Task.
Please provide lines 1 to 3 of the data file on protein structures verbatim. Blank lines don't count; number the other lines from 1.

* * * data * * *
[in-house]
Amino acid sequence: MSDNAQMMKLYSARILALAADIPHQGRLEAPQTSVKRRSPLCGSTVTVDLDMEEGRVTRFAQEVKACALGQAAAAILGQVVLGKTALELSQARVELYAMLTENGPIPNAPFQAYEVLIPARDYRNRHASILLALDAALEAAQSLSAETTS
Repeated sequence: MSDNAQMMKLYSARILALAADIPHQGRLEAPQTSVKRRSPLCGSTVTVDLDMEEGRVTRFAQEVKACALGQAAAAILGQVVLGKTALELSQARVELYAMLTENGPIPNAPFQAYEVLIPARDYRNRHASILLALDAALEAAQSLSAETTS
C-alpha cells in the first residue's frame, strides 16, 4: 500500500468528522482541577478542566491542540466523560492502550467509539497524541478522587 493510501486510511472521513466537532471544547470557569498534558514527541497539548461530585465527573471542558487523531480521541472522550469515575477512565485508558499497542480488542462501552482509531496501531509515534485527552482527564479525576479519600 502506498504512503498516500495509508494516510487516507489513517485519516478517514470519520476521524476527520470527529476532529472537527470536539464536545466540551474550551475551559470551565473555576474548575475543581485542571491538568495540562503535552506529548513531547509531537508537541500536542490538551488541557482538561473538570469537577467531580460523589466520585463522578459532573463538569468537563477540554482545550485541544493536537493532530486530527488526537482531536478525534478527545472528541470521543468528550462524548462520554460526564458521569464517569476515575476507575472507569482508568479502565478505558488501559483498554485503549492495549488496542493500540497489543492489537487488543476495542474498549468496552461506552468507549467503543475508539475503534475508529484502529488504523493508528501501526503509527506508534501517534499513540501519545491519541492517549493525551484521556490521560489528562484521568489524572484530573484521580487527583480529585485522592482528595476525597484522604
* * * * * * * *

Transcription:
[in-house]
Amino acid sequence: MSDNAQMMKLYSARILALAADIPHQGRLEAPQTSVKRRSPLCGSTVTVDLDMEEGRVTRFAQEVKACALGQAAAAILGQVVLGKTALELSQARVELYAMLTENGPIPNAPFQAYEVLIPARDYRNRHASILLALDAALEAAQSLSAETTS
Repeated sequence: MSDNAQMMKLYSARILALAADIPHQGRLEAPQTSVKRRSPLCGSTVTVDLDMEEGRVTRFAQEVKACALGQAAAAILGQVVLGKTALELSQARVELYAMLTENGPIPNAPFQAYEVLIPARDYRNRHASILLALDAALEAAQSLSAETTS